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Larry Achiampong. Photo: Adrien Thibault
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A Q&A with… Larry Achiampong, artist exploring the Black diaspora

Working in a wide-range of media from film to sculpture to performance, London-based artist Larry Achiampong draws on colonial history, his own Ghanian heritage, and the experience of growing up in Britain to create works that explore ideas around class, race and cultural identity. Wayne Burrows talks to him.

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Jenni Lomax. Photo: Hugo Glendinning
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A Q&A with… Jenni Lomax, outgoing director of Camden Arts Centre

Jenni Lomax announced late last year that she is stepping down from her role at Camden Arts Centre, a position she has held for 26 years. Fisun Güner talks to the much admired director about working with artists, the importance of education in the gallery’s programme, and what she will do next.

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Roger Hiorns. Photo: courtesy the artist
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A Q&A with… Roger Hiorns, artist with youth and beauty on his mind

Best known for Seizure, his 2008 Artangel commission for which he covered the interior of a South London flat with copper sulphate, Roger Hiorns’ current show at Ikon Gallery sees him back in his home city, where he also hopes to soon bury a decommissioned Boeing 737. Fisun Güner talks to the artist.

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David Brian Smith
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A Q&A with… David Brian Smith, painter

The Shropshire-born artist grew up on a farm, with his childhood experiences influencing everything from the content to the materials of his paintings. Here he discusses the continuing importance of painting and his latest body of work, currently on show at the Saatchi Gallery’s ‘Painters’ Painters’ exhibition.

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The Multiple Store at London Art Fair, 2015.
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A Q&A with… Nicholas Sharp, director and co-founder of The Multiple Store

‘The Last Editions’ is the final chance to celebrate the work of The Multiple Store and to buy one of the high-quality editions it has been commissioning since 1998 by artists including Turner Prize nominees and winners. Co-founder Nicholas Sharp talks about his reasons for starting the project, and why it’s now time to wrap things up.

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John Akomfrah with artwork Auto Da Fé, Artes Mundi 7 exhibition, October 2016. Photo: Artes Mundi
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A Q&A with… John Akomfrah, artist and filmmaker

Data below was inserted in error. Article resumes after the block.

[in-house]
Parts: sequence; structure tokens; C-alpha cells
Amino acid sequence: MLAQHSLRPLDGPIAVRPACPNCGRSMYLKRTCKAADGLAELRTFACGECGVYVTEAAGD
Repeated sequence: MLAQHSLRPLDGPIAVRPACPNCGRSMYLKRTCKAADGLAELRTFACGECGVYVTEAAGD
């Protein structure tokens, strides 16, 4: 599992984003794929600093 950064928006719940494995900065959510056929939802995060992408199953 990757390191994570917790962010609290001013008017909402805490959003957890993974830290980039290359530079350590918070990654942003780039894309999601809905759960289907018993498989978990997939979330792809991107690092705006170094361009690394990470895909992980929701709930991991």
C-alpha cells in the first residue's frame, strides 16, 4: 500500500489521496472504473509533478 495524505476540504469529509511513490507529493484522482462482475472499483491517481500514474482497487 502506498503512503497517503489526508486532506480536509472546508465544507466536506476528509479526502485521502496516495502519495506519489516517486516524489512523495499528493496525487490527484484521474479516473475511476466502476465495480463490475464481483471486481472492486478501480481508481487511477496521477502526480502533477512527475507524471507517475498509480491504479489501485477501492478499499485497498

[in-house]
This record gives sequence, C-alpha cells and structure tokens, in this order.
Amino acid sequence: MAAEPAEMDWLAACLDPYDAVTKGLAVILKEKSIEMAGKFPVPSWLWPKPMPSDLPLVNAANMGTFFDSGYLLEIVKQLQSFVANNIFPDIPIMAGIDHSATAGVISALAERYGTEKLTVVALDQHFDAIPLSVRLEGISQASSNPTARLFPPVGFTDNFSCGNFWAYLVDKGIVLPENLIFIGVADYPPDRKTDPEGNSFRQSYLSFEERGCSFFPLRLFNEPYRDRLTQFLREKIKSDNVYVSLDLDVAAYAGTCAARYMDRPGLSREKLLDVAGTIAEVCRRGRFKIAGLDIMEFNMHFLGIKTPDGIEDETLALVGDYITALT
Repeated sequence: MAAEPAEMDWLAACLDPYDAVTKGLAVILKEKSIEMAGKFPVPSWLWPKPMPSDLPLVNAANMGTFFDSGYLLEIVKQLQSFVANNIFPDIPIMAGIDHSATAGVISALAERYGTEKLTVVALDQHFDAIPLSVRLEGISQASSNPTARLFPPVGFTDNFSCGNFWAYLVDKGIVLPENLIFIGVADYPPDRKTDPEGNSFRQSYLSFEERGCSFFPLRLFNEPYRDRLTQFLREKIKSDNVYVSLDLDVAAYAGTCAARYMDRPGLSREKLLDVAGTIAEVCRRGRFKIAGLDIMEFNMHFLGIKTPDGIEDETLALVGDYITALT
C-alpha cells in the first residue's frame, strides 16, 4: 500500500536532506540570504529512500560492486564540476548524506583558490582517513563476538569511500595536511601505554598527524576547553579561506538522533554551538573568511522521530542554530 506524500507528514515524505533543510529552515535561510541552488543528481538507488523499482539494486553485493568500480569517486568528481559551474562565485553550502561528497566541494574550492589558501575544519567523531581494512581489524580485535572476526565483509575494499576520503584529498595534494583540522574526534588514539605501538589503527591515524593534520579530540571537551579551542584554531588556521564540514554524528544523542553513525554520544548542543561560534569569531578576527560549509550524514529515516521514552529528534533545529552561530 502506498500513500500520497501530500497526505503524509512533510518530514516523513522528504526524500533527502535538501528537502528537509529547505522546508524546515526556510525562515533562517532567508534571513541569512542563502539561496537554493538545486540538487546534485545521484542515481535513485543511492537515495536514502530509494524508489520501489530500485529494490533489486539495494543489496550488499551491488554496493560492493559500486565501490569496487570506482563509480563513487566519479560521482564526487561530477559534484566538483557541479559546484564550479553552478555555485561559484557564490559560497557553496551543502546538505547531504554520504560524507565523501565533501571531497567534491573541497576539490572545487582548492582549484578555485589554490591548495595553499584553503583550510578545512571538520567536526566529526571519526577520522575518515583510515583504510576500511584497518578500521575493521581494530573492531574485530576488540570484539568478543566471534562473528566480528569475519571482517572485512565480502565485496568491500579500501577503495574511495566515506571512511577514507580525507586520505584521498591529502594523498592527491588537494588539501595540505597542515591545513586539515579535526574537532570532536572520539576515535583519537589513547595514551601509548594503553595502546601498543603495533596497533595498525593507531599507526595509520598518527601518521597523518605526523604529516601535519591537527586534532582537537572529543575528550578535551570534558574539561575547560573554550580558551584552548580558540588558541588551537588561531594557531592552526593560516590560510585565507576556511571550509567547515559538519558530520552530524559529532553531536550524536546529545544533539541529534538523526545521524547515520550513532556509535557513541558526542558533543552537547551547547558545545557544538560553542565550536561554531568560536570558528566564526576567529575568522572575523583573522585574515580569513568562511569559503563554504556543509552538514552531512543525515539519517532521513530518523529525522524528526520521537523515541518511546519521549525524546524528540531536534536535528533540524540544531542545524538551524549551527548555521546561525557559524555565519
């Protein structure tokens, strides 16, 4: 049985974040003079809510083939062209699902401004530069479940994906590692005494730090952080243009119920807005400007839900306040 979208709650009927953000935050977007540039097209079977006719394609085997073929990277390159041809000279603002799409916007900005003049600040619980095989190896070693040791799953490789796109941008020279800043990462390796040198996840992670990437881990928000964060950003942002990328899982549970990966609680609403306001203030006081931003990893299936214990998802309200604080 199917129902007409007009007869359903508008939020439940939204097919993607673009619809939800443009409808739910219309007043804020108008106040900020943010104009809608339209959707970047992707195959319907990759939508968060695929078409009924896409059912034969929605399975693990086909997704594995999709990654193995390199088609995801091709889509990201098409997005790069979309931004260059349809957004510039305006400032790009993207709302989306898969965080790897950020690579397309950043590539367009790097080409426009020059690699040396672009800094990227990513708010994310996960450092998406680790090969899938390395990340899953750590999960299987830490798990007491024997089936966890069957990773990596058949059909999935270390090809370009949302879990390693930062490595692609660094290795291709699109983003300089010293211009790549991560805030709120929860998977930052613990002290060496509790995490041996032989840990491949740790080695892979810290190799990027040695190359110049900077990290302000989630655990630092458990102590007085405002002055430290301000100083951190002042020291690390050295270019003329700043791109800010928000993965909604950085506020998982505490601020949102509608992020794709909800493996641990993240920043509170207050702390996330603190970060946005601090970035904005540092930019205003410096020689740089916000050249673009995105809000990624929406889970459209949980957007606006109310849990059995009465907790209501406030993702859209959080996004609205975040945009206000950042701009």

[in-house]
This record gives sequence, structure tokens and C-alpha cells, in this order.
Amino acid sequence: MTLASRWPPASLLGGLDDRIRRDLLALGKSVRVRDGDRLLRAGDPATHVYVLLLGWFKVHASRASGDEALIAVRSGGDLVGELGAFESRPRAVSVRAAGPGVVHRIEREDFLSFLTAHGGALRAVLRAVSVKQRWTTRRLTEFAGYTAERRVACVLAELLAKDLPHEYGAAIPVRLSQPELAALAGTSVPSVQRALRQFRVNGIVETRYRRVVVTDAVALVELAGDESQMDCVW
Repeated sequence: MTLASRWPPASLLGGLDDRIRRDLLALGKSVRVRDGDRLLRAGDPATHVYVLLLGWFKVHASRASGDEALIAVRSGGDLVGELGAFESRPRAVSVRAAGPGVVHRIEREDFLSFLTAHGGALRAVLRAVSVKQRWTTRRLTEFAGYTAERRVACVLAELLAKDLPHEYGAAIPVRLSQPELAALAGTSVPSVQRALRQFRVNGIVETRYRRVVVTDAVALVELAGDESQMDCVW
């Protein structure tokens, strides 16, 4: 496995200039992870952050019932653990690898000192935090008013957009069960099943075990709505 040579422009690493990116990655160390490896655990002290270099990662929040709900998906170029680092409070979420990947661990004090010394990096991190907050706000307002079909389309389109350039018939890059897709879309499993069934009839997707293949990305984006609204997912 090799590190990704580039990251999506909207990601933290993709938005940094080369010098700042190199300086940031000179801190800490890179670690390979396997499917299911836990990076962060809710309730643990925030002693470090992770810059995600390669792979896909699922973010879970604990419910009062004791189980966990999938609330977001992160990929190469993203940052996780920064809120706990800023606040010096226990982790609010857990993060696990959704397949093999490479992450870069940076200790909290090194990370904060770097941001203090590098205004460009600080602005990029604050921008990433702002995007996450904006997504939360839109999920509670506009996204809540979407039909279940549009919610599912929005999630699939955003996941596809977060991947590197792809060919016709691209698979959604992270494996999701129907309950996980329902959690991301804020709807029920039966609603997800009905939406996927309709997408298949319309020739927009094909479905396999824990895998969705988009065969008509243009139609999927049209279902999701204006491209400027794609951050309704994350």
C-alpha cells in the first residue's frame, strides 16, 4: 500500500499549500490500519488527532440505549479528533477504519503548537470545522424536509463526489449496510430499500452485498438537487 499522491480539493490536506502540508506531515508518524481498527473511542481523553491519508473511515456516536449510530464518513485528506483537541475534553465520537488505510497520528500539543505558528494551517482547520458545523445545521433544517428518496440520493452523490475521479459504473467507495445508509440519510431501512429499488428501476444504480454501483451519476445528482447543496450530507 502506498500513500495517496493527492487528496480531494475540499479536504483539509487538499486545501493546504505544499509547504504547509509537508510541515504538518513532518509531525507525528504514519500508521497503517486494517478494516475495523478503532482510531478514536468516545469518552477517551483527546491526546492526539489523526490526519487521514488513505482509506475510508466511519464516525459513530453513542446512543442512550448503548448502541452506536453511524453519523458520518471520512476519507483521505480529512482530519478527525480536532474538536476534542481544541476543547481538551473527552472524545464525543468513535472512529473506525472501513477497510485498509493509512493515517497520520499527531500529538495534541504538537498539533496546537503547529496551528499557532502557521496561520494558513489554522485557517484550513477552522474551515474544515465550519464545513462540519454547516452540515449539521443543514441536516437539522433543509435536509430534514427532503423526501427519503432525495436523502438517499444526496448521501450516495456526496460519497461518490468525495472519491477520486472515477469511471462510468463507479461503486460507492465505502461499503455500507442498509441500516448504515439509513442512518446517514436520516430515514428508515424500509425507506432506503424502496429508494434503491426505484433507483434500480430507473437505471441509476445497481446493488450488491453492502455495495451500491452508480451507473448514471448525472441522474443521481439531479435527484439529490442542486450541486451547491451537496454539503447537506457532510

One of six artists shortlisted for this year’s Artes Mundi prize, John Akomfrah is known for his beautifully-shot film installations that tackle big themes such as race, cultural identity, migration and post-colonialism. Fisun Güner talks to him.

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Luc Tuymans, Issei Sagawa, 
Oil on canvas, 2012,
116.2x81.4cm,
Private collection
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A Q&A with… Luc Tuymans, painter and curator

The influential Belgian artist Luc Tuymans currently has a small show of his own work, ‘Glasses’, at the National Portrait Gallery, while a major James Ensor exhibition he’s curated opens at the Royal Academy later this month. He talks about both with Fisun Güner.

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Whitechapel Gallery Guerrilla Girls Commission: Is it even worse in Europe? (2016). Photo: David Parry/PA Wire
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A Q&A with… Guerrilla Girls, feminist artists

For over 30 years, New York’s Guerrilla Girls have been the feminist conscience of the art world, exposing sexism through protests and original research on posters, stickers, billboards and artwork. Fisun Güner spoke to two of the founding members about their new Whitechapel Gallery show, ‘Guerrilla Girls: Is it even worse in Europe?’

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Fiona Banner, Ha-ha, installation view,  'Bouys Boys', De La Warr Pavilion, 2016. Photo:  Nigel Green
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A Q&A with… Fiona Banner, artist

For her current exhibition at De La Warr Pavilion in Bexhill-on-Sea, Fiona Banner ranges across graphic and font design in her continuing exploration of language and form. Dany Louise talks to her.

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Ghost, with insomniac passenger: Vange and Holehaven Creek, Essex with Coryton Oil Refinery and DP World Port, 2016. Photo: Simon Fowler
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A Q&A with… Adam Chodzko, Estuary festival artist

The first-ever biennial Estuary festival presents 16 days of art, literature, music and film ‘curated in response to the spectacular Thames Estuary’. Chris Sharratt talks to Kent-based, water-loving artist Adam Chodzko about his latest iteration of Ghost, featuring a specially adapted kayak with room for one reclining passenger.

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Artist Suzanne Lacy (right) in Brierfield Library. Photo: William Titley. Courtesy: Super Slow Way
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A Q&A with… Suzanne Lacy, artist and social activist

As part of the Super Slow Way programme in Lancashire, Los Angeles-based artist Suzanne Lacy is bringing the local community together through Sufi chanting, shape-note singing and a banquet for 500 people. Bob Dickinson finds out more.